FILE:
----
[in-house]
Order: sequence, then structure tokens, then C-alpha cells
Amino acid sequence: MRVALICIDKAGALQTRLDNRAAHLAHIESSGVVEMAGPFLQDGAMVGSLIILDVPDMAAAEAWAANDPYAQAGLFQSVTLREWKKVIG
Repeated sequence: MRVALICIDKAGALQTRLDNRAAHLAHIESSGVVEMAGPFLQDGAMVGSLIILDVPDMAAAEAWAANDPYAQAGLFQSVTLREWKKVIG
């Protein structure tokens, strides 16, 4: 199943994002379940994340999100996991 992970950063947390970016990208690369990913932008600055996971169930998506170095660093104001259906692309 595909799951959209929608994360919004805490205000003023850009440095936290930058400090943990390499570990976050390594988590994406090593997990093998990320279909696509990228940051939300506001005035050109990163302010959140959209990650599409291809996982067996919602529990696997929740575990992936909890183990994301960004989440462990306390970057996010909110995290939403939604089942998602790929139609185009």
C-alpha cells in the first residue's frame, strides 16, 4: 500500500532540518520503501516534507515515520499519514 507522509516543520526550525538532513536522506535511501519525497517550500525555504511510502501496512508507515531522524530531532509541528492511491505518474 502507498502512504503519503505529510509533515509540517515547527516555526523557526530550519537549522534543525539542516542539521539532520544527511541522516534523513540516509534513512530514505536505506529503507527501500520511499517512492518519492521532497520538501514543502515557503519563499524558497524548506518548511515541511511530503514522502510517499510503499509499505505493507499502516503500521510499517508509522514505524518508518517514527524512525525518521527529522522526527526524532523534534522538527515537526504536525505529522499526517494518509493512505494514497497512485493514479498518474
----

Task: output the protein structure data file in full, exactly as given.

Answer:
[in-house]
Order: sequence, then structure tokens, then C-alpha cells
Amino acid sequence: MRVALICIDKAGALQTRLDNRAAHLAHIESSGVVEMAGPFLQDGAMVGSLIILDVPDMAAAEAWAANDPYAQAGLFQSVTLREWKKVIG
Repeated sequence: MRVALICIDKAGALQTRLDNRAAHLAHIESSGVVEMAGPFLQDGAMVGSLIILDVPDMAAAEAWAANDPYAQAGLFQSVTLREWKKVIG
């Protein structure tokens, strides 16, 4: 199943994002379940994340999100996991 992970950063947390970016990208690369990913932008600055996971169930998506170095660093104001259906692309 595909799951959209929608994360919004805490205000003023850009440095936290930058400090943990390499570990976050390594988590994406090593997990093998990320279909696509990228940051939300506001005035050109990163302010959140959209990650599409291809996982067996919602529990696997929740575990992936909890183990994301960004989440462990306390970057996010909110995290939403939604089942998602790929139609185009």
C-alpha cells in the first residue's frame, strides 16, 4: 500500500532540518520503501516534507515515520499519514 507522509516543520526550525538532513536522506535511501519525497517550500525555504511510502501496512508507515531522524530531532509541528492511491505518474 502507498502512504503519503505529510509533515509540517515547527516555526523557526530550519537549522534543525539542516542539521539532520544527511541522516534523513540516509534513512530514505536505506529503507527501500520511499517512492518519492521532497520538501514543502515557503519563499524558497524548506518548511515541511511530503514522502510517499510503499509499505505493507499502516503500521510499517508509522514505524518508518517514527524512525525518521527529522522526527526524532523534534522538527515537526504536525505529522499526517494518509493512505494514497497512485493514479498518474